The sudden appearance of diverse animal body plansduring the Cambrian explosion

Int J Dev Biol. 2009;53(5-6):733-51. doi: 10.1387/ijdb.072513cj.


Beautifully preserved organisms from the Lower Cambrian Maotianshan Shale in central Yunnan, southern China, document the sudden appearance of diverse metazoan body plans at phylum or subphylum levels, which were either short-lived or have continued to the present day. These 530 million year old fossil representatives of living animal groups provide us with unique insight into the foundations of living animal groups at their evolutionary roots. Among these diverse animal groups, many are conservative, changing very little since the Early Cambrian. Others, especially Panarthropoda (superphylum), however, evolved rapidly, with origination of novel body plans representing different evolutionary stages one after another in a very short geological period of Early Cambrian time. These nested body plans portray a novel big picture of pararthropod evolution as a progression of step-wise changes both in the head and the appendages. The evolution of the pararthropods displays how the head/trunk boundary progressively shifted to the posterior, and how the simple annulated soft uniramous appendages progressively changed into stalked eyes in the first head appendages, into whip-like sensorial and grasping organs in the second appendage, and into jointed and biramous bipartite limbs in the post-antennal appendages. Haikouella is one of most remarkable fossils representing the origin body plan of Cristozoa, or crest animals (procraniates+craniates). The anatomy of Early Cambrian crest animals, including Haikouella and Yunnanozoon, contributes to novel understanding and discussion for the origins of the vertebrate brain, neural crest cells, branchial system and vertebrae.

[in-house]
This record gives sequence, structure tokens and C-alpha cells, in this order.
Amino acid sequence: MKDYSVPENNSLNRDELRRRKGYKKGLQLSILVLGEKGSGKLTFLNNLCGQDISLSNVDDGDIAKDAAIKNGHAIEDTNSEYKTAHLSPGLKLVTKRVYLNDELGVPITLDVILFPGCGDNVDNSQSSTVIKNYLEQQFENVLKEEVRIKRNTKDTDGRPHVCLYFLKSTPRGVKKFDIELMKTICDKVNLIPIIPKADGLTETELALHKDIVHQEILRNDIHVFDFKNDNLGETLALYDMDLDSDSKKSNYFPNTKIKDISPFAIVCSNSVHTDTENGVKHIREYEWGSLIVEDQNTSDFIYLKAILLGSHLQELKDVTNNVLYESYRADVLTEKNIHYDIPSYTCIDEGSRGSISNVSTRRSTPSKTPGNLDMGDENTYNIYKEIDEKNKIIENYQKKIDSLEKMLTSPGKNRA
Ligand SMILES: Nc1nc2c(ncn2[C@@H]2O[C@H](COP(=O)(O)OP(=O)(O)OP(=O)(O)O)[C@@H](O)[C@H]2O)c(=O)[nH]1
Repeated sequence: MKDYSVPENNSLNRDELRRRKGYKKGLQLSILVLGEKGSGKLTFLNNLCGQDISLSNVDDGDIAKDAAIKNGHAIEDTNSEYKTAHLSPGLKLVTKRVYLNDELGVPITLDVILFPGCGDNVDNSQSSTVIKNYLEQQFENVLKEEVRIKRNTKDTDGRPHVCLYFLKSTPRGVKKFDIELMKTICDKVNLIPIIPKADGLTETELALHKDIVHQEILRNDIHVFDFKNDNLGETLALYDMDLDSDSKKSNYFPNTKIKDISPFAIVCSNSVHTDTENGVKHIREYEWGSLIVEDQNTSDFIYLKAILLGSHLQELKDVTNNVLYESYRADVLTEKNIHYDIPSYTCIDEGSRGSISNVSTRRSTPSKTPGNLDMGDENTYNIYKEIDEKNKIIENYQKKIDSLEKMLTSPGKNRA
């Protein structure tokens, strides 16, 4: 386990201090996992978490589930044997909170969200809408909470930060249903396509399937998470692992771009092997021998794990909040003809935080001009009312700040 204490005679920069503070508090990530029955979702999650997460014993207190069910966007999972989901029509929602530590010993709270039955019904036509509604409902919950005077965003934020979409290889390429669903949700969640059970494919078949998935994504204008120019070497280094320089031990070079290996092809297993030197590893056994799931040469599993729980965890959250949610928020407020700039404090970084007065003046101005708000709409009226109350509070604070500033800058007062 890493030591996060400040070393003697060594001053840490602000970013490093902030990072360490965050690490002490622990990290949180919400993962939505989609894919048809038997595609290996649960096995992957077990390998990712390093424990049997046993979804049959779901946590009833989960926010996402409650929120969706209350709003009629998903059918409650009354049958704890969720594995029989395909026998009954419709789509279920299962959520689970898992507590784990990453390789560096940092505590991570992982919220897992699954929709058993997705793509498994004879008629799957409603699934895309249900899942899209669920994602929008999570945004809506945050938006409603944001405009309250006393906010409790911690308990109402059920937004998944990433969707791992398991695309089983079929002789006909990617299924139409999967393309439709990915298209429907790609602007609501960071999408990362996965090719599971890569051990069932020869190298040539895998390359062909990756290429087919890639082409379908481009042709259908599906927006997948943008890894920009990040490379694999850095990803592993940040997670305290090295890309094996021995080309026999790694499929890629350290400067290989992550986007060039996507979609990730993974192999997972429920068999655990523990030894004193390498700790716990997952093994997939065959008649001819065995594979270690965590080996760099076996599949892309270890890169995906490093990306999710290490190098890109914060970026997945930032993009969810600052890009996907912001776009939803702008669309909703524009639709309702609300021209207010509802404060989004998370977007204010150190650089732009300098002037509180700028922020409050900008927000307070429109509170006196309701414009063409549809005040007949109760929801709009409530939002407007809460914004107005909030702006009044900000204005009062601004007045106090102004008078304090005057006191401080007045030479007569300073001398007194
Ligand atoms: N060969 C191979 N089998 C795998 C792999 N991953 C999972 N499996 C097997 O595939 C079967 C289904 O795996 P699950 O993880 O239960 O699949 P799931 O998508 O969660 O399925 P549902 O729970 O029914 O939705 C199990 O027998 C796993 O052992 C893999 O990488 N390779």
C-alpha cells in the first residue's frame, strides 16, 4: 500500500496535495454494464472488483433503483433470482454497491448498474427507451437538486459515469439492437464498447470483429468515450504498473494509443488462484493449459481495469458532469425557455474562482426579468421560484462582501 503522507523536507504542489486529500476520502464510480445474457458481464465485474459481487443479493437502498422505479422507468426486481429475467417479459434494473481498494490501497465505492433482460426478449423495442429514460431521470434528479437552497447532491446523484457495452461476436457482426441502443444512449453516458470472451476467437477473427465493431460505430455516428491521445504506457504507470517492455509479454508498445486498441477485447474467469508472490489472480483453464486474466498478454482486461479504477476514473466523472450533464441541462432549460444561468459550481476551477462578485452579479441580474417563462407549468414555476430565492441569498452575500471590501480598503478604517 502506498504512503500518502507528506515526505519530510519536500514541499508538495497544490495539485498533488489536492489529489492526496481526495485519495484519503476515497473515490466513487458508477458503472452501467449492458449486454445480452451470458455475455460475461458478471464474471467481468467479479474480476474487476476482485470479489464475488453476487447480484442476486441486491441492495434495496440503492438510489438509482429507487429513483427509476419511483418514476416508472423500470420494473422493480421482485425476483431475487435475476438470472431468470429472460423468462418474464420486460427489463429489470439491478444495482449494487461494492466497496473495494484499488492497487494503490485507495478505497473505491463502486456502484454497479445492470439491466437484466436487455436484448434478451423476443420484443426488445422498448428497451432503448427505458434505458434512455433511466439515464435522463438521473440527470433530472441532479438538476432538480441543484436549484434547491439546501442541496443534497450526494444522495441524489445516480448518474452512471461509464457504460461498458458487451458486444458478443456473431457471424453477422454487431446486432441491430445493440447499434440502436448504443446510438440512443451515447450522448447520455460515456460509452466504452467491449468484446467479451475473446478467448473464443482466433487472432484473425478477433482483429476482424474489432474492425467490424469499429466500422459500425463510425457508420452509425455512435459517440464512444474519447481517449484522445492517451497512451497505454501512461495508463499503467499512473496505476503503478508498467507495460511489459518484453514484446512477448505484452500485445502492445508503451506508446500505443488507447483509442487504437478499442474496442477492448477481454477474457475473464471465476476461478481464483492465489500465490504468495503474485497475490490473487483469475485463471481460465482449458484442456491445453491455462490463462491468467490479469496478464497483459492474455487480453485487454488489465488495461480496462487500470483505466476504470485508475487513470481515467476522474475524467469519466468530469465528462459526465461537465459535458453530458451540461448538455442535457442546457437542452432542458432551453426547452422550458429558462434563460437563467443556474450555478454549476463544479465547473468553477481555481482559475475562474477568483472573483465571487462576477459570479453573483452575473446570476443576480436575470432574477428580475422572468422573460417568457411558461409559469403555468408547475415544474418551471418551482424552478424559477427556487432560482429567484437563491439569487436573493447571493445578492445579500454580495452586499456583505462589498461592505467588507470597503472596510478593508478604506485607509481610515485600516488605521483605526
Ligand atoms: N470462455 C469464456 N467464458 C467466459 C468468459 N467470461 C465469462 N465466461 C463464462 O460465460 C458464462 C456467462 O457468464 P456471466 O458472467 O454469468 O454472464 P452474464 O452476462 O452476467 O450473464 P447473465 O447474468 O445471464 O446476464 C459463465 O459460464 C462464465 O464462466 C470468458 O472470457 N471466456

Publication types

  • Research Support, Non-U.S. Gov't

MeSH terms

  • Animals
  • Arthropods
  • Biological Evolution
  • Body Patterning*
  • Brain / physiology
  • China
  • Fossils
  • Models, Biological
  • Neural Crest / physiology
  • Paleontology
  • Time Factors